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How to Get Close to Monkeys in Manuel Antonio Park in Costa Rica

I have to be honest. The only thing we did to get close to some cute little monkeys was walk through the main tourist road of Manuel Antonio Park. Even with all kinds of people there, the monkeys were just doing their thing in the branches. At least one particular kind of monkey and that was good enough for me. We also saw a few sloths, which look a lot like the big globs of some fungus that seemed to grow in exactly the same part of trees that sloths lounge in. However, the sloths did move, even if just barely, and the fungus never did. Not that we waited that long.

There were some other kinds of monkeys extremely high in the skyscraper trees. Taking photos of those monkeys would have required extensive heavy weight zooming equipment. Or tree climbing. None of the monkeys were begging for food or even looking like they half-way expected it. The raccoons were another story. The raccoon we saw right on the trail looked very rat like, scrawny and ready for a rumble. Not at all like the cute ones in my backyard.

We were thankful we skipped paying for a guide. We did have to pay a general entrance fee. There were enough people always stopped to look at something, that there was plenty to see without one. And we passed by guides making their tour groups admire grasshoppers and dragonflies, which looked very much like grasshoppers my children have fed to lizards and dragonflies that dive bomb mosquitoes here in Idaho in the summer. Maybe they think all tourists live in crowded cities and apartments?

And then there were the spiders. They weren’t even pretty colors or unusually large. The black, furry hopper spiders, with turquoise jowls, in Idaho are more “interesting”. I’m sure Costa Rica has nice snakes, but they were staying off the trail.

Rewind to driving into the park area. We arrived at a parking lot, where attendants waved us down and told us the main parking lot was full. It turned out to be a scam. We should have been more suspicious when we turned down their offer to be our guides and they tried to influence us further by declaring that we needed them to survive the hurricane that was coming. We looked at the never-ending blue sky and laughed. Maybe shouldn’t have done that right in front of them since we were leaving our rental car in their parking lot. But all was well when we returned. (We waited all week for the hurricane, but finally gave up and caught our flight home…)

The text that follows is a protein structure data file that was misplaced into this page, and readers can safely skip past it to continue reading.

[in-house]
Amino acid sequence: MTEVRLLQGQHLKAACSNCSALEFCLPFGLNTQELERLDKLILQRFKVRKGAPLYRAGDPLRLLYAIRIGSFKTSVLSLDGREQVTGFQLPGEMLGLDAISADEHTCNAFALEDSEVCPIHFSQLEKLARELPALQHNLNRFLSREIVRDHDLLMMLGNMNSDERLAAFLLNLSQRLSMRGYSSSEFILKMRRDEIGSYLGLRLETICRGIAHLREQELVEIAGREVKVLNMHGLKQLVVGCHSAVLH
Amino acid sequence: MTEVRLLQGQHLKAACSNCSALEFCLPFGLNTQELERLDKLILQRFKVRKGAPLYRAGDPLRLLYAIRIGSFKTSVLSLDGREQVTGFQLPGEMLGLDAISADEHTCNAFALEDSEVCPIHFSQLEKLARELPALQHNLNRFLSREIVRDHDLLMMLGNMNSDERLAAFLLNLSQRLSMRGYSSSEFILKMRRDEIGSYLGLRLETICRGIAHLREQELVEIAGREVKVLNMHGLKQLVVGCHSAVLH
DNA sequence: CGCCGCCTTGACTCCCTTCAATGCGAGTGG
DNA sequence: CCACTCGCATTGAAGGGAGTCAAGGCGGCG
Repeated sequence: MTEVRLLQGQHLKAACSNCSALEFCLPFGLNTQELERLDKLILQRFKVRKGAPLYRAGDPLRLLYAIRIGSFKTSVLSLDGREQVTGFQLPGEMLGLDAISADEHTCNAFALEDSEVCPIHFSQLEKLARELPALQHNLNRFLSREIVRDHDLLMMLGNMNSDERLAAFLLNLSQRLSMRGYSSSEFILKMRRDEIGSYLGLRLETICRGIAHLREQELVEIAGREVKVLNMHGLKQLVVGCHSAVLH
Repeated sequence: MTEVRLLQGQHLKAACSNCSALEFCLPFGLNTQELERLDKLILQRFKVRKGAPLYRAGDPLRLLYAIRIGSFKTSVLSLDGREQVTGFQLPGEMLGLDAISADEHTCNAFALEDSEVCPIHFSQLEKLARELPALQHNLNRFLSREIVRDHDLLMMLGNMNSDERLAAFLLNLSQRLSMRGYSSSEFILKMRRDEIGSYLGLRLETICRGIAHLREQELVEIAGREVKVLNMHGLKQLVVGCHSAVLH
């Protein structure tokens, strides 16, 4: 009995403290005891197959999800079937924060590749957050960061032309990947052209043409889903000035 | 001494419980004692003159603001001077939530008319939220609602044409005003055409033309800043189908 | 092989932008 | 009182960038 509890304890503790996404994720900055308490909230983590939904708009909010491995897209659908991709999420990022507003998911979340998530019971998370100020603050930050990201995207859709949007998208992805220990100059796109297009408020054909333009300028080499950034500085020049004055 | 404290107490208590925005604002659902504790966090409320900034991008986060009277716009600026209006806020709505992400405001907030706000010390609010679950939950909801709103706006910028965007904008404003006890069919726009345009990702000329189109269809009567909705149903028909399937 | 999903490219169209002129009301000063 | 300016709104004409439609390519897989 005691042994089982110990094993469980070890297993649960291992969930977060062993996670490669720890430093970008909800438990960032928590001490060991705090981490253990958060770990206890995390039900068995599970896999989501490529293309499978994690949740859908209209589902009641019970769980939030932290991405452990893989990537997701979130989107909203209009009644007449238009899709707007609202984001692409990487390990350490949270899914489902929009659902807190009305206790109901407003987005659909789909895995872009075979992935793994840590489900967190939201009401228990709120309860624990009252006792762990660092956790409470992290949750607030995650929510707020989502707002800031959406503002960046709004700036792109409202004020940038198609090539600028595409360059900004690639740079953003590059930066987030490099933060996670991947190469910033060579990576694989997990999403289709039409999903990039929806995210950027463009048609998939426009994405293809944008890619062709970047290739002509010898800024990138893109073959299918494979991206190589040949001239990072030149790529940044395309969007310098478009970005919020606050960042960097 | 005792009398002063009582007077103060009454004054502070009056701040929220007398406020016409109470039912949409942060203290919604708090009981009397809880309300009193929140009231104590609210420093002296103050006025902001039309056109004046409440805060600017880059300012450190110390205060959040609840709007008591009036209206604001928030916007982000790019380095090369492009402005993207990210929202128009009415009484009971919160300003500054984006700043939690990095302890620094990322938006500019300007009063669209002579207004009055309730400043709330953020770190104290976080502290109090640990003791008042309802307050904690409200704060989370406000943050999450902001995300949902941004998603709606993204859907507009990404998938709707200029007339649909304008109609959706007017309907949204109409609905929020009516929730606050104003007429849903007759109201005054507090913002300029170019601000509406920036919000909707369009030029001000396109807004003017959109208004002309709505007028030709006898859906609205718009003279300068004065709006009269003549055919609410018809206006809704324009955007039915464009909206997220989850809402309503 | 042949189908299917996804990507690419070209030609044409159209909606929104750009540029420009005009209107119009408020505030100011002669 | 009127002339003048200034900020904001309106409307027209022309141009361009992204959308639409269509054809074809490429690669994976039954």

So, we had a bit of a walk up to the main entrance of the park, where we saw there was still plenty of parking. And lots of guides calling out their availability. Some were polite about our refusal, some were obviously miffed. But we were determined to avoid the high prices that day. We figured we could always come back if we felt like we needed help seeing things.

The trail was really a wide, gravel road. There were quite a few people on it, but not so many that it seemed hard to navigate. Everyone was very polite about taking photos and sharing what they were looking at. I don’t think this trail was longer than a mile, but it was somewhat steep. It circled back around to a pretty, although crowded beach. This was THE tourist beach in the area. To look at it, a person would have no idea there were other deserted beaches nearby. I wrote about one on our crocodile hunt, and I’ll write about another beach next week. But it was here, at this beach, that we got a good look at a large enough iguana sunning on some drift wood in the midst of all the people going hither and thither. The iguanas at the resort were quite shy and would never let us get close.

There was another narrow, sandy trail just inside the tree line along the beach. This was a pleasant, short hike, but also well traveled. No seclusion this day. We ended up at a section of beach that was considerably less crowded, for no reason that we could tell, except that no one was renting out lounges and umbrellas, but there were still a few people walking through it. Unfortunately, in my estimation, we didn’t stay here for our beach time because we were in search of a certain surf board rental. Surf boards were found at the next section, again a highly populated one. Still, it was fun to be part of the “classic” beach-lounge-umbrella crowd for a while. Vendors were a nuisance and people were selling drugs, but I was good at ignoring them. There was also a strong police presence.

It is hard to completely relax when drifting off for a moment might mean someone stealing your bag. We did our best to stash the bundled gear (cameras, snacks, clothing) between lounge chairs, plus we always left someone stationed at our umbrellas. This wasn’t too hard, because someone was always in the mood to lounge. That was one of the things we were there for!

The trip to Manuel Antonio Park was a good way to begin our week of adventure. It was safe and mild, except for the hoodlums, that is. However, I read that monkeys could actually be seen several days a week in the trees behind the resort where we finally found our crocodile. I don’t know if the crocodiles ate the monkeys, but better them than me. This resort was also closer to an excellent beach. But more on that next time.

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